During these challenging times, it has been difficult for many business owners to stay afloat and remain financially secure. This is especially true for small businesses that are feeling the effects of little to no consumer spending.

There are still bills and expenses associated with not only their homes but their business as well. A small business loan can be beneficial to support your financial needs during a recession.

What is an SBA Loan?

An SBA Loan is a loan that the government issues to expand or start a business.

Types of SBA Loans

If you want to know how to get an SBA loan, you'll need to inform yourself of which types of small business loans are out there. It's important to note the differences between them so that you're aware of which program best suits your needs.

*SBA loan terms may vary.

  • SBA 7(a)
  • SBA CAPLines
  • SBA 504 (asset-based loan)
  • Disaster Assistance
  • SBA Export Program

How to Apply?

If you're wondering how to apply for an SBA loan, follow these comprehensive steps.

Step 1. Check your eligibility: Be sure that your company qualifies before beginning the application process

Step 2. Select a program: Make sure you choose the appropriate program for your business.

Step 3. Designate a lender: The SBA aren't the lenders for the loans; you must select a lender to provide you with the loan and process your application.

Step 4. Organize your documents: Gather all of the necessary documents needed for the application; the paperwork may vary by lender.

Step 5. Do the Application: Be as detailed as possible when filling out the application.

Step 6. Complete the forms: The forms you complete will depend on the type of loan, type of business, and your personal history, but you'll probably have to complete a minimum of two forms for SBA loans.

Qualifications

General requirements:

  • Owners must have a very good personal credit score because it may be more difficult to apply for a small business loan with bad credit.
  • A business that's based in the US and is "for-profit"
  • The company must have been active for a minimum of two years
  • Documented proof that the business unsuccessfully tried to obtain loans from alternate lenders
  • No defaults or delinquencies on other government loans
  • Your business must be defined as "small", according to the SBA definition
  • Equity was invested by the owner (reasonable amount)
  • Specific programs or lenders may have additional requirements for eligibility.

Defining a Small Business

To be considered a small business, a company has to fit the size standard, which is the largest size that a business can be while still being defined as "small". Size standards are different in every industry but they're typically identified by annual receipts and how many employees a company has.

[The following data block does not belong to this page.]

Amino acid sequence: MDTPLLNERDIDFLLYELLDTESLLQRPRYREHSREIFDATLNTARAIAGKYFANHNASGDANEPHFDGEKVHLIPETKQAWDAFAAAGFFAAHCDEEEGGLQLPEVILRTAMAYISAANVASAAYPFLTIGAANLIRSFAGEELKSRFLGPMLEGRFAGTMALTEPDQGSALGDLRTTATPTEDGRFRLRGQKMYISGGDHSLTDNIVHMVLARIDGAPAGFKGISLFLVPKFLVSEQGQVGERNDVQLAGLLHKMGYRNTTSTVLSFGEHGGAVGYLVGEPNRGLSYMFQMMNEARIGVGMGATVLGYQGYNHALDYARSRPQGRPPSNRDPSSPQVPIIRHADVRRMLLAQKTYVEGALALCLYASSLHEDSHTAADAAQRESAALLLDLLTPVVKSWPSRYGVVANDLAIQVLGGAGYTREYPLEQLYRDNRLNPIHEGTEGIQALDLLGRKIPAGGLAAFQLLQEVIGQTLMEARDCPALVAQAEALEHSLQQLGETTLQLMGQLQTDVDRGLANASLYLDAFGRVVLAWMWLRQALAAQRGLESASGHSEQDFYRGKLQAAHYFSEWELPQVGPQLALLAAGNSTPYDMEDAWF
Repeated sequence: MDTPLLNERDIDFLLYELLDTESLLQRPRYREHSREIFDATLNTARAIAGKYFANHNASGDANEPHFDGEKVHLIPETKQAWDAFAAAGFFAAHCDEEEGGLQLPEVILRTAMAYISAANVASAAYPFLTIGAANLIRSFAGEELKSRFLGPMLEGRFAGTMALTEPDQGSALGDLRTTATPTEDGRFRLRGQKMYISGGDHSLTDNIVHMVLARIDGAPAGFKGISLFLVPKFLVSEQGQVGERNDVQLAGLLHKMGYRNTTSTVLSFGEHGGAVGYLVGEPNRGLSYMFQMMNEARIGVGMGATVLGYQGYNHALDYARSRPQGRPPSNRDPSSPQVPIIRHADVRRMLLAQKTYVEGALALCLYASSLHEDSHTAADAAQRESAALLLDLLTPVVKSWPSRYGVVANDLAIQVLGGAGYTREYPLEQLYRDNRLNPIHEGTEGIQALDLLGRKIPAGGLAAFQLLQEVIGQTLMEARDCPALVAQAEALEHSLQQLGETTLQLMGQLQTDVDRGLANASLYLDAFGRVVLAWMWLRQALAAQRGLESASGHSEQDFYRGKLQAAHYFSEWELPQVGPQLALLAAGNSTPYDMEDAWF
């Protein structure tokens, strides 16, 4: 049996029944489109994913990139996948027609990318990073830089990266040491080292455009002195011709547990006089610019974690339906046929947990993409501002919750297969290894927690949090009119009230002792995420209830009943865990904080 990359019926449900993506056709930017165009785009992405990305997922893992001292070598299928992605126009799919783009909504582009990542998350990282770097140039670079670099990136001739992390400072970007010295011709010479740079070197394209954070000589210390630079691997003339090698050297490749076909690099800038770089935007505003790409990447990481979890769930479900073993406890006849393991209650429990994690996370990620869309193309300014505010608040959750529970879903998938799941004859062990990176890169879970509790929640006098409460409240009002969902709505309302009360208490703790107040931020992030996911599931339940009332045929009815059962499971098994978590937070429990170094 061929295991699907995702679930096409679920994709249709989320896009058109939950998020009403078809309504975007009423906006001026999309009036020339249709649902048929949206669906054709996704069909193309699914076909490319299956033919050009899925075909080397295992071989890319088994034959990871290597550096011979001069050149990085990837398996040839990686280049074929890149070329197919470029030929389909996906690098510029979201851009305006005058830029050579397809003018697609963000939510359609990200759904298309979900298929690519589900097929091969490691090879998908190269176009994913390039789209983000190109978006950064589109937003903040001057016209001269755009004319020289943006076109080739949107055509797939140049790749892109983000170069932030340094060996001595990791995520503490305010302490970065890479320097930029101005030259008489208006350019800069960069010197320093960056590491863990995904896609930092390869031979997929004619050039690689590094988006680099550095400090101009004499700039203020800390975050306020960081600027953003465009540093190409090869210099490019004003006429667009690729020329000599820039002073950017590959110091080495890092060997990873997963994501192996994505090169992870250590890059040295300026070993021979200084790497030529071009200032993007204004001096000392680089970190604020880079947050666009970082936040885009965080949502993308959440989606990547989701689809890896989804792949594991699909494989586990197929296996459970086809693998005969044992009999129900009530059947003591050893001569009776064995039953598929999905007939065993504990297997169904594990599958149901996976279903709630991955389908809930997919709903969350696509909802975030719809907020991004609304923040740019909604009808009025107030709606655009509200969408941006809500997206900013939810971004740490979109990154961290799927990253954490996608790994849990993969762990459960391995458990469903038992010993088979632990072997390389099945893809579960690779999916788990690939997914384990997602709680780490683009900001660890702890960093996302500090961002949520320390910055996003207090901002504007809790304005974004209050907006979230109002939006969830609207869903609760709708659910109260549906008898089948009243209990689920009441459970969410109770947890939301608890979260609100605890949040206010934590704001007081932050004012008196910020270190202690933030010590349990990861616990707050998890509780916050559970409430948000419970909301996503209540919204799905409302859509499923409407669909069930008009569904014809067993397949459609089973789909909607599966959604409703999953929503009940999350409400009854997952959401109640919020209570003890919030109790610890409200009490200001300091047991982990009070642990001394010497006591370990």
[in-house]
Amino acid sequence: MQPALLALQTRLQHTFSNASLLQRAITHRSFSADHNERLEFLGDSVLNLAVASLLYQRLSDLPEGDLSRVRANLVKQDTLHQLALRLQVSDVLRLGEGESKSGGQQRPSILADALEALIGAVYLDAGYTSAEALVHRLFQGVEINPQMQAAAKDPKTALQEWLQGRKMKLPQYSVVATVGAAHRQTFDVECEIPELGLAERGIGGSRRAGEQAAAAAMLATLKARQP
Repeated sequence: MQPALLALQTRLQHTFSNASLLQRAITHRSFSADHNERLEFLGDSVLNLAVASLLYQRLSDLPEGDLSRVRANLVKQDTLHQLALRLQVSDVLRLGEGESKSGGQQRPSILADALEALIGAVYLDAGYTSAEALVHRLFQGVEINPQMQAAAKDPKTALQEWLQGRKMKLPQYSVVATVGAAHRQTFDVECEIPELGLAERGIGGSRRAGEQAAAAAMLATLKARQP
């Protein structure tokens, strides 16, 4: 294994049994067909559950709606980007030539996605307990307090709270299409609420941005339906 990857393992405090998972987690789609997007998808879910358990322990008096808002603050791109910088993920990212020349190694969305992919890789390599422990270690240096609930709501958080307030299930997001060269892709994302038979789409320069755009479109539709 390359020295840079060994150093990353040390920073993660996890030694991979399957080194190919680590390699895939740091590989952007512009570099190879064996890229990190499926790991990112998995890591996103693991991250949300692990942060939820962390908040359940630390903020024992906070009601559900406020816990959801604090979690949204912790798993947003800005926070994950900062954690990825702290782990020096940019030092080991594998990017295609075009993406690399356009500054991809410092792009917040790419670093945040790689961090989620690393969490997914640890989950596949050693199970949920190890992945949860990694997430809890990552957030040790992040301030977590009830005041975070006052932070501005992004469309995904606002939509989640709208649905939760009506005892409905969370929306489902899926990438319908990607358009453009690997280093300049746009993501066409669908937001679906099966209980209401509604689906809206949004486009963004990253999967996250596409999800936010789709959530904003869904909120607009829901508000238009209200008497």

The SBA states that there are less than 1500 employees within a business and no more than $38.5 million being spent annually.

Coronavirus Impact

The impact of COVID-19 has placed financial stress on small businesses that are trying to avoid permanent closure. The pandemic has been the catalyst for creating loan programs detailed within the CAREs Act (Coronavirus Aid, Relief, and Economic Security).

This bill offers emergency funds and other resources to small business owners and makes it possible for companies to apply for an SBA loan funded by the government.

Check here to see how to apply for an SBA disaster loan, which falls under this category.

Know Your Options

It's pertinent to understand what's available to you as a small business owner. Go over the following questions when you're seeking support from a lender to keep your business active.

  • What is the limit on borrowing?
  • How much are the interest rates?
  • Are there any down payments required?
  • Do they have a specific program for my business?
  • How much and what type of collateral do I need?
  • How can I check my SBA loan application status?
  • How do I make SBA loan payments?

These questions will help you make the best choice with the highest likelihood for approval when applying for a small business loan. To know which option is best for your business, call ROK Financial and speak with one of our experienced financial business advisors.

About the Author, Madison Taylor

Madison Taylor is the Brand Ambassador at ROK Financial. She is responsible for raising brand awareness and business relationships with business owners across the country. Madison loves that she plays a small role in getting Business Back To Business Through Simple Business Financing and looks forward to hearing what you think about the blogs she creates!Madison has been working in the financial space for six years, and loves it! When she is not at work, you will find her at home learning a new recipe to test out on her family or going on new adventures with her friends.